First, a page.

Country: More mistletoe please, we're British

The parasite from our pagan past could be set for a thriving future if global warming sets in. But what really interests us is the folklore steeped in sex and fertility.
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The Independent Culture
EVERY WEEK in the run-up to Christmas, the car park of the Tenbury Wells auctioneers is swathed in green. Here the annual mistletoe sales take place, setting the price of this Christmas decoration. In recent years costs have risen sharply, thanks to scare stories about a sharp decline.

This is unduly alarmist, according to Harry Green, of the Worcestershire Wildlife Trust: "It's true that as old apple orchards are grubbed up we lose a lot of established plants," he says. "But it's very versatile and perfectly capable of living on other species."

In fact, some people think the plant is expanding in range. It is a warmth- loving plant and Britain is at the limit of its range (where it is largely confined to southern England). A succession of recent mild winters appears to have helped it broaden its distribution and, if global warming makes a significant impact on our climate, it could be set to increase its range.

As a parasite dependent on birds, changing weather patterns benefit it in other ways. Until recently blackcaps were mainly summer migrants, but over the past few years increasing numbers of Continental birds have moved west rather than following other warblers to Africa for the winter.

While the plant is traditionally associated with the mistle thrush (which derives its name from the plant and frequently jealously guards the juicy berries from others), the blackcap seems even more dependent on it. But whichever species consumes the fruit, the next stage of the life cycle is the same. Buried deep in the juicy white flesh (which is poisonous to humans) are little black seeds. These move with the birds, either stuck to a beak which is then fastidiously wiped on a perch, or internally in its gut.

In either case, blackcaps seem increasingly important vectors. Much smaller than a mistle thrush, they are adept at stealing under the beaks of the sentinels and are also more likely to leave the sticky seeds in tighter, more sheltered, crevices.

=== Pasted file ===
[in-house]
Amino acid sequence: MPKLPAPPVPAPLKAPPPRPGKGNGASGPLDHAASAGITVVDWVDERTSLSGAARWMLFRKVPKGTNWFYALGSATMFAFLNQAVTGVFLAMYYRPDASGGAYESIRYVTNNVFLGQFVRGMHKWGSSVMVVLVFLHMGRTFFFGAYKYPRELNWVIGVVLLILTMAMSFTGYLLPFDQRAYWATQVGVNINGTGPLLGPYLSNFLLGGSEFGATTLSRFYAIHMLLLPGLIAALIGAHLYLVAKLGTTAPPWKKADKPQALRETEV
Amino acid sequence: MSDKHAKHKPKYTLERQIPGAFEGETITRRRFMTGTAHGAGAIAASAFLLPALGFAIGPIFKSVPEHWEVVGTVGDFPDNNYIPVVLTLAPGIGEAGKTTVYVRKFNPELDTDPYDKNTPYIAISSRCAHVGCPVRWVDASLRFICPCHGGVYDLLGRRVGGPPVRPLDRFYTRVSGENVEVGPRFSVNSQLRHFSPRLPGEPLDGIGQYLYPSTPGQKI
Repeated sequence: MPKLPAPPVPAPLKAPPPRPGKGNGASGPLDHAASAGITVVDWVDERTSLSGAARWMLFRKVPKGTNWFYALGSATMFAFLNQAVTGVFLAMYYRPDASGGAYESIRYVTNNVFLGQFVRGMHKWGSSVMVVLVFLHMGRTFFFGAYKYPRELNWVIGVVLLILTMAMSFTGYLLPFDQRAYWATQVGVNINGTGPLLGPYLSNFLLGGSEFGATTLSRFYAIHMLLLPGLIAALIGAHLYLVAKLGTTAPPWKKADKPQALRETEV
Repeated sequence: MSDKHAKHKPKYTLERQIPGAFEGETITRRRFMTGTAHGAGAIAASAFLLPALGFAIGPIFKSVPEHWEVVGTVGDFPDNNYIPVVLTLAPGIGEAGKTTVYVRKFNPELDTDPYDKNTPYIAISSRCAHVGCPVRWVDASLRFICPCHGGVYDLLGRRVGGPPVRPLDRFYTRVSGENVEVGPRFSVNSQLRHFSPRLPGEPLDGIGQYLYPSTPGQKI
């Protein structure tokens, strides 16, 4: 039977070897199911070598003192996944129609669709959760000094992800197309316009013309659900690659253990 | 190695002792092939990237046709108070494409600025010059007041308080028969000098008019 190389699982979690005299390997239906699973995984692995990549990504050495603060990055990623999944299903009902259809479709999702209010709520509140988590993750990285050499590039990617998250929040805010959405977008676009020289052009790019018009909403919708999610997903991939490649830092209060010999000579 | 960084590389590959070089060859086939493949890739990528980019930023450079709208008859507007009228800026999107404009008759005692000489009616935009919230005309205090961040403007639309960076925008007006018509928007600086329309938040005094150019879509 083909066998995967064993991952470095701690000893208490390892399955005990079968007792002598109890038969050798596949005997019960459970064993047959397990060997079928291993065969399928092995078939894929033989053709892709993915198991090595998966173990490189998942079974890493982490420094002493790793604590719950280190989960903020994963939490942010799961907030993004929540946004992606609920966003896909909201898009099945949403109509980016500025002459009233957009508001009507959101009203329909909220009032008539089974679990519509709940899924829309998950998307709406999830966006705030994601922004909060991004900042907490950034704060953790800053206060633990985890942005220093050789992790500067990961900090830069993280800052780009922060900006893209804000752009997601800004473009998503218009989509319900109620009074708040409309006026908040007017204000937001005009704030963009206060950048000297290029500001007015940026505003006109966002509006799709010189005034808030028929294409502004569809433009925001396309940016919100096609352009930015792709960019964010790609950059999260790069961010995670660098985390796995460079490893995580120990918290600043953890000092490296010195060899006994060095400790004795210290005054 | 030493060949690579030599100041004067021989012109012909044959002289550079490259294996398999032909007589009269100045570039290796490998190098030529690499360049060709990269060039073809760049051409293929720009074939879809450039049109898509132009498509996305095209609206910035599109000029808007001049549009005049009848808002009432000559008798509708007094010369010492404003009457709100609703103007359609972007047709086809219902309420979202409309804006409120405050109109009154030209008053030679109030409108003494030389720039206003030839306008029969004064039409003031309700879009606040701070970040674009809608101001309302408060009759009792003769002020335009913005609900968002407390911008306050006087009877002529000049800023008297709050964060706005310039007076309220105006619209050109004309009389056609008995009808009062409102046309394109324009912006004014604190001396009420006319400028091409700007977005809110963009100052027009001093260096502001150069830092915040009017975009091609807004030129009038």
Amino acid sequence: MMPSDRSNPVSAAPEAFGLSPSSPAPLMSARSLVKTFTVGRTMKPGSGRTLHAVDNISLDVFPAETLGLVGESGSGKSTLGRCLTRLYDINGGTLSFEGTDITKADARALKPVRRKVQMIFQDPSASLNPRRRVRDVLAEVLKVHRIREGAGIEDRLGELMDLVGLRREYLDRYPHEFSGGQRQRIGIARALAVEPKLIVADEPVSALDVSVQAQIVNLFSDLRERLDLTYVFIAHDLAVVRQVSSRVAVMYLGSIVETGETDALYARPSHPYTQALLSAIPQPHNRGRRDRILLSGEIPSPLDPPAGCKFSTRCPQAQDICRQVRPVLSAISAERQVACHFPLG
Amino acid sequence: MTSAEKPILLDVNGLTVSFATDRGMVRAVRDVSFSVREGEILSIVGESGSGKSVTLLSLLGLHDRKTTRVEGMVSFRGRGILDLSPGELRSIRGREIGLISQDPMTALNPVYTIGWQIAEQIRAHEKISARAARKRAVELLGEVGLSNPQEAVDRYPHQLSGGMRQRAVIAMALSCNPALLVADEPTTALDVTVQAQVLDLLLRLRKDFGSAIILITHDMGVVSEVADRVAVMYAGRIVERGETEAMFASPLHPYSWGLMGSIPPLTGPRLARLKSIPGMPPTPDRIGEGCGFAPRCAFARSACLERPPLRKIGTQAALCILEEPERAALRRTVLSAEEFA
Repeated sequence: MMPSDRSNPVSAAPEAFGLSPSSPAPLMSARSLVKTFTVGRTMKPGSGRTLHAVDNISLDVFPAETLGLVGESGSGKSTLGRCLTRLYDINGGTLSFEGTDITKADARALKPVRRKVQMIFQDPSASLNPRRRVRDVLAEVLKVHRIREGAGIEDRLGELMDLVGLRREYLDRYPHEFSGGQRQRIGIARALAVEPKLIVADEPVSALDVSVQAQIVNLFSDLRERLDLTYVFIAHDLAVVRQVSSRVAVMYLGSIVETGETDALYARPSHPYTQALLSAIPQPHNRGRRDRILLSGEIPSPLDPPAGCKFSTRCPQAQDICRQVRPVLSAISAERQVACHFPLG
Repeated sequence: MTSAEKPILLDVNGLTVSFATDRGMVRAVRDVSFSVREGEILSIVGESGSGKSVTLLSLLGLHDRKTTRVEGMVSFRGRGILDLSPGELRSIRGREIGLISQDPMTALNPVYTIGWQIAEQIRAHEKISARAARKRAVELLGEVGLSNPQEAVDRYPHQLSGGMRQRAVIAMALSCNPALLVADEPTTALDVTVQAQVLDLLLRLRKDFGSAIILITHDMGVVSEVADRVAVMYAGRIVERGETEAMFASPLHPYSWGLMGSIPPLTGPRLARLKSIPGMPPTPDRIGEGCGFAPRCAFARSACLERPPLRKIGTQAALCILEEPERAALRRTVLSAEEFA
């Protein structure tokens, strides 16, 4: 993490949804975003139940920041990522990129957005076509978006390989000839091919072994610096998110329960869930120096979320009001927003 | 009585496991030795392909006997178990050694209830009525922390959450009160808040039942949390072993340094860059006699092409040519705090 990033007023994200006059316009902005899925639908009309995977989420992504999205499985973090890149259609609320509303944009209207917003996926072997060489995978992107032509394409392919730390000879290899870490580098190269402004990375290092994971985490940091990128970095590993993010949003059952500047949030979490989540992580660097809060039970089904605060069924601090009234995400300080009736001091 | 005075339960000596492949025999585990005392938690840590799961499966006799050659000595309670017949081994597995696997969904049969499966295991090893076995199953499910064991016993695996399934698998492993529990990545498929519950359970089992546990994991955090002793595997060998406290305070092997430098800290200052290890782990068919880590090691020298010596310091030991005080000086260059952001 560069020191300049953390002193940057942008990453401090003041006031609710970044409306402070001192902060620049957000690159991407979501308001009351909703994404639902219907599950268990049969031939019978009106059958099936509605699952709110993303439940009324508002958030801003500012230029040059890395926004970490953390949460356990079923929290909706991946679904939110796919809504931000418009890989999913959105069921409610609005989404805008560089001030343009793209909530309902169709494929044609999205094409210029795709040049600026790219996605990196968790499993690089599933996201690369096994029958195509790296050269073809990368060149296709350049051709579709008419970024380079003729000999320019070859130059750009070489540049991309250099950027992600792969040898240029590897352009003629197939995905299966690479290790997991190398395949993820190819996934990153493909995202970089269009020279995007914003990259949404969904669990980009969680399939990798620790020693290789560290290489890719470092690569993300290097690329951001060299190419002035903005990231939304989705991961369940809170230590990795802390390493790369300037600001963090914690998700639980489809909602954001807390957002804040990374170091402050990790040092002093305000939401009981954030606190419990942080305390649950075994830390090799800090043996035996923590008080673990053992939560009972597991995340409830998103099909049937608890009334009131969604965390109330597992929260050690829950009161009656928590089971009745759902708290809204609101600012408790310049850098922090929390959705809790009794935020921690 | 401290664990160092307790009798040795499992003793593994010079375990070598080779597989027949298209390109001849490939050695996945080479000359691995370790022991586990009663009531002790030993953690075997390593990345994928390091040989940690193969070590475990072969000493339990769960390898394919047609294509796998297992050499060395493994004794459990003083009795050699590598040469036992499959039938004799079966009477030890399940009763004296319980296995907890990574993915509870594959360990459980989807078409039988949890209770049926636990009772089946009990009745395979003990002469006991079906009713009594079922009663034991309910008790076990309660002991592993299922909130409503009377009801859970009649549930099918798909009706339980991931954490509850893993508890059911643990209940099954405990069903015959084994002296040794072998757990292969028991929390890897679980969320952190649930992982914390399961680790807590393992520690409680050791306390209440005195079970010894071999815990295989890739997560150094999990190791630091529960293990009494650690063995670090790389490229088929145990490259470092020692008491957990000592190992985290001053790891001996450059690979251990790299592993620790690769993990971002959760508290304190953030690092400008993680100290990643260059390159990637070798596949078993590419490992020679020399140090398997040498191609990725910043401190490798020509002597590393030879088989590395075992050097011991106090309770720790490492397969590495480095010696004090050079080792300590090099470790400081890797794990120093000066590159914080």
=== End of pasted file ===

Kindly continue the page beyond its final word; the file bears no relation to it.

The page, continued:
As the seed germinates it sends out a short, white, root-like structure known as a haustoria, which penetrates the bark of its new host (poplars, limes, hawthorns and field maples as well as apples). From here it works its way into the capillary network to extract water and essential nutrients. As it grows in strength, the haustoria sends out shoots which fork into the familiar ball of fleshy green stems and leaves. Eventually, small green male flowers appear to produce pollen, which is wind-blown on to the female flowers. These then swell to become berries.

Perhaps surprisingly, given the considerable size of the parasite and the quantities which can grow on just one tree, mistletoe seems to do little damage to its host. Ironically, however, it is rarely found on the tree with which it is so frequently associated. Oak-based mistletoe is very unusual - which perhaps accounts for its veneration by the ancient druids who apparently saw this evergreen parasite growing on their most sacred deciduous tree as a sign of divine favour.

It is here that one begins treating the myths with some scepticism. Although the druids undoubtedly valued both plants, it is difficult to separate historical reality from invented tradition. During the 18th century there was a huge upsurge of interest in our pagan past. Many of the more enthusiastic romantics were not averse to creating suitable legends where there was a dearth of information, and it is certainly difficult to trace many of the "druidical" stories beyond about 1750. That said, however, mistletoe undoubtedly has a long association with man, and figures strongly in folklore.

Along with red holly and black ivy berries, the white fruit has ancient links to the festive season and has many local names (Churchman's Greeting in Somerset, Masslin in Suffolk). Many areas also have superstitions based around the plant. For example, it was widely believed to ward off witches and goblins, prompting many rural homes to have a bunch hanging permanently in the house. In Herefordshire, for instance, these were cut on New Year's Eve and hung up as the clock struck midnight while the previous year's bunch was taken down and ceremonially burnt.

Of course, traditionally it has links with fertility. These are probably pagan in origin and may well stem from the fact that, as an evergreen in deciduous trees, it appears alive when everything else is dead. Alternatively, it may be that the pairs of white berries suspended between two suggestively splayed leaves was the origin of its associations with reproduction. In either event, it was commonly used as an aphrodisiac and as an ingredient in fertility potions. Today such beliefs live on in the kissing tradition.

As an increasingly expensive ingredient of the winter's festivities, it may be worth trying to cultivate your own supply. When discarding this year's bunch, try smearing the berries into the bark of garden trees and shrubs. True, the chances of success are low, but with luck you will foster a fascinating plant, create a valuable food supply for local birds - and save yourself a small fortune over the coming years.

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